(CN) – The European Court of Justice set a high bar Tuesday for asylum seekers looking to stay in Germany, ruling only the likelihood of extreme poverty – not mere inadequacies in a member state’s social system – would warrant granting the refugees’ request.
Tuesday’s preliminary ruling by the EU high court involves cases filed by numerous asylum seekers who entered the EU in states other than Germany but made their way there and are now fighting removal. In general, the state in which the refugee entered must also handle the asylum request and the refugee is required to remain there.
But a Gambian national who entered the EU in Italy says he shouldn’t be sent back there because there are deficiencies in the way Italy handles the asylum procedure and migrants are treated poorly even when they’re granted asylum. Similarly, stateless Palestinians who fled the Syrian civil war and were granted asylum in Bulgaria – and a Russian national who claims to be Chechen who won asylum in Poland – say they should be allowed to make a life in Germany because of poor treatment in the states of entry.
The German courts hearing the migrants’ cases asked the EU high court whether the potential for degrading or inhuman treatment warrants granting their request to remain in Germany. Specifically, the court hearing the Gambian national’s case pointed to a 2016 Swiss Refugee Council report that asylum seekers in Italy run the risk of being homeless and destitute because of shortcomings in Italy’s integration system. For the others, they claim the government assistance they receive isn’t enough to live on – even though they’re not treated differently than nationals on public assistance – and they’re likely to suffer as a result.
In its ruling, the Luxembourg-based high court noted there are instances when refugees may be able to show a risk of inhuman or degrading treatment if they’re removed to the state of entry or to the state that granted their asylum request. But the threshold is high, the court said.
“That particularly high level of severity is attained where the indifference of the authorities of a member state would result in a person wholly dependent on state support finding himself, irrespective of his wishes and personal choices, in a situation of extreme material poverty that does not allow him to meet his most basic needs, such as food, personal hygiene and a place to live, and that undermines his physical or mental health or puts him in a state of degradation incompatible with human dignity,” the court wrote in a 12-page opinion.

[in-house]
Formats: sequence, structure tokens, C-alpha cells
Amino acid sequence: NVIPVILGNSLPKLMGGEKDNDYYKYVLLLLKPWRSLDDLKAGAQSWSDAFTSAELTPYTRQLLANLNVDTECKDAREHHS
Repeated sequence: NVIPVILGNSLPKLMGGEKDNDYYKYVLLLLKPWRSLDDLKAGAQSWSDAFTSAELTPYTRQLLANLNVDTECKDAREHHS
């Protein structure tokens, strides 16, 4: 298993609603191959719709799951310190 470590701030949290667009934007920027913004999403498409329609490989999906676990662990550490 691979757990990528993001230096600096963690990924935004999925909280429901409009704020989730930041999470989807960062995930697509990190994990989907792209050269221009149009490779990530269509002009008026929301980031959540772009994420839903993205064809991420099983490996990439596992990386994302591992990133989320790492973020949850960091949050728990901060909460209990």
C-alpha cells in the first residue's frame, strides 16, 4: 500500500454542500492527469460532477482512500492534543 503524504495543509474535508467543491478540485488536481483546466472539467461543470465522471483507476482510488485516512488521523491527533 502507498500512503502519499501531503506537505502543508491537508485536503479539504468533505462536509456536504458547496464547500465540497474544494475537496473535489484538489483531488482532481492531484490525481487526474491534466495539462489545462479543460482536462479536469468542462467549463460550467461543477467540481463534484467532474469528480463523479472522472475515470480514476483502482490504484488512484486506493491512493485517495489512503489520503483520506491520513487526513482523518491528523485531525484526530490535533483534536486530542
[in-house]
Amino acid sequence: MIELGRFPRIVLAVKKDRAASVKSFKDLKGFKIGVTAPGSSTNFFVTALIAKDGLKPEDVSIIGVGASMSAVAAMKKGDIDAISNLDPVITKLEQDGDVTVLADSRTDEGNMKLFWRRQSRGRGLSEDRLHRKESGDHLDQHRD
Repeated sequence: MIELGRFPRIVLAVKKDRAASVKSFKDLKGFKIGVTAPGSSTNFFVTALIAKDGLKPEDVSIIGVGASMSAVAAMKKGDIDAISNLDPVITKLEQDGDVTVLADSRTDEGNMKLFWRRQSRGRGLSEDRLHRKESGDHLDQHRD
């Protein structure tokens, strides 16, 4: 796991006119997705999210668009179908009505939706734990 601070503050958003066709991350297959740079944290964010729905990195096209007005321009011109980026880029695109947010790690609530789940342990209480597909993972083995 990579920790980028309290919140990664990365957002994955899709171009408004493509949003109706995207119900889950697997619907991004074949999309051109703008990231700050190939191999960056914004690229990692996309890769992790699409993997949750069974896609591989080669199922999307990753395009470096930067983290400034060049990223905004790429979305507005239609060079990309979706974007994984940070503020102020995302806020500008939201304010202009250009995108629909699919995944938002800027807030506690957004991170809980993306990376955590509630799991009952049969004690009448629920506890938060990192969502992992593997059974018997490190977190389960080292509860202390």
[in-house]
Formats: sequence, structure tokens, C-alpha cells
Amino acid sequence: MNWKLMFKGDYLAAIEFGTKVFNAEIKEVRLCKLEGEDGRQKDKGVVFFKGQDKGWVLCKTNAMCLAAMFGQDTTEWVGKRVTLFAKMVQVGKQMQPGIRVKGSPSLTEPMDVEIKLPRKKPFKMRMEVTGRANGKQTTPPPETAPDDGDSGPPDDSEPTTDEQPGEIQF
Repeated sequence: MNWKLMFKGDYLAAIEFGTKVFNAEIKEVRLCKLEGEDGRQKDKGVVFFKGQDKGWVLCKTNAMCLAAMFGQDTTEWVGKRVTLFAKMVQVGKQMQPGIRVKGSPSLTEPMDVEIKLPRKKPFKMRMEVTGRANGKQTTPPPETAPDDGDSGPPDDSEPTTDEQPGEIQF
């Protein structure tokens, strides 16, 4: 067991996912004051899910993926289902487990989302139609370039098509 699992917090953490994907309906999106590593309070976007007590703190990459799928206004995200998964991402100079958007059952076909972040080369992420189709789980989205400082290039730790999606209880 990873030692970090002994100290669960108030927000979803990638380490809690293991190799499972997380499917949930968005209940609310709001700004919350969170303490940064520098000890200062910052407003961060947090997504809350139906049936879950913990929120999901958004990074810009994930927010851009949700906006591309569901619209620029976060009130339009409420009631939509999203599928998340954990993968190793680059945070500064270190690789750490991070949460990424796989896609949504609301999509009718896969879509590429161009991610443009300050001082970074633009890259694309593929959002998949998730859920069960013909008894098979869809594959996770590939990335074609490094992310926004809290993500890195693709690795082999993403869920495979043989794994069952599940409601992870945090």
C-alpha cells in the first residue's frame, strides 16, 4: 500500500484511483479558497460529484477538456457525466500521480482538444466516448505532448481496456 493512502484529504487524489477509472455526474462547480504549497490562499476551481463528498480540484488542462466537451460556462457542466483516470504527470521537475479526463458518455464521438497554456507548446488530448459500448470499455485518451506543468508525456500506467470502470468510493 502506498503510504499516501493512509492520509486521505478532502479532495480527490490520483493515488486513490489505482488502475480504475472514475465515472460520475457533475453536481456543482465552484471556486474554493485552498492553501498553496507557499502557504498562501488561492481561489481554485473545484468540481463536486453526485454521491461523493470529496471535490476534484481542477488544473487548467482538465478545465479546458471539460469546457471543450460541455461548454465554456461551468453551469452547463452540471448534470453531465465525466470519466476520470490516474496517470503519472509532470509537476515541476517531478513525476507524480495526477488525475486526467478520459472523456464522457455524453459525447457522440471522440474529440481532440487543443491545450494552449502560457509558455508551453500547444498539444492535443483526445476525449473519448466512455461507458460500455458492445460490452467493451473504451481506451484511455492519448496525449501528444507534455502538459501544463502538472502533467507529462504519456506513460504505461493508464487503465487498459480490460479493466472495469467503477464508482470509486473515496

Even a high degree of insecurity or “significant degradation of living conditions” doesn’t meet the threshold unless it entails extreme material poverty, the high court said.
The EU high court tackled a different immigration question in a second ruling Tuesday, this one involving a Moroccan national on a bus from Spain to France. The man had previously been expelled from France, and authorities checking the bus at the Spain-France border detained him on that basis.
Fighting a removal order in the French courts, the man claimed his detention violated the EU’s constitutional guarantee of freedom of movement. He said checking the bus at an internal border in the Schengen area essentially turned the border between Spain and France into an external border. The incident occurred when France had temporarily closed its borders due to terrorist activities and threats.
In its ruling, the EU high court said the returns directive – which France relied on to detain the man at its border with Spain and to order his removal – only applies to the EU’s external borders. A member state declaring its internal border with another member state closed – no matter how serious the reason – does not turn the internal border into an external one, the court said.
France therefore can’t rely on the returns directive to remove the man from the EU, the court said.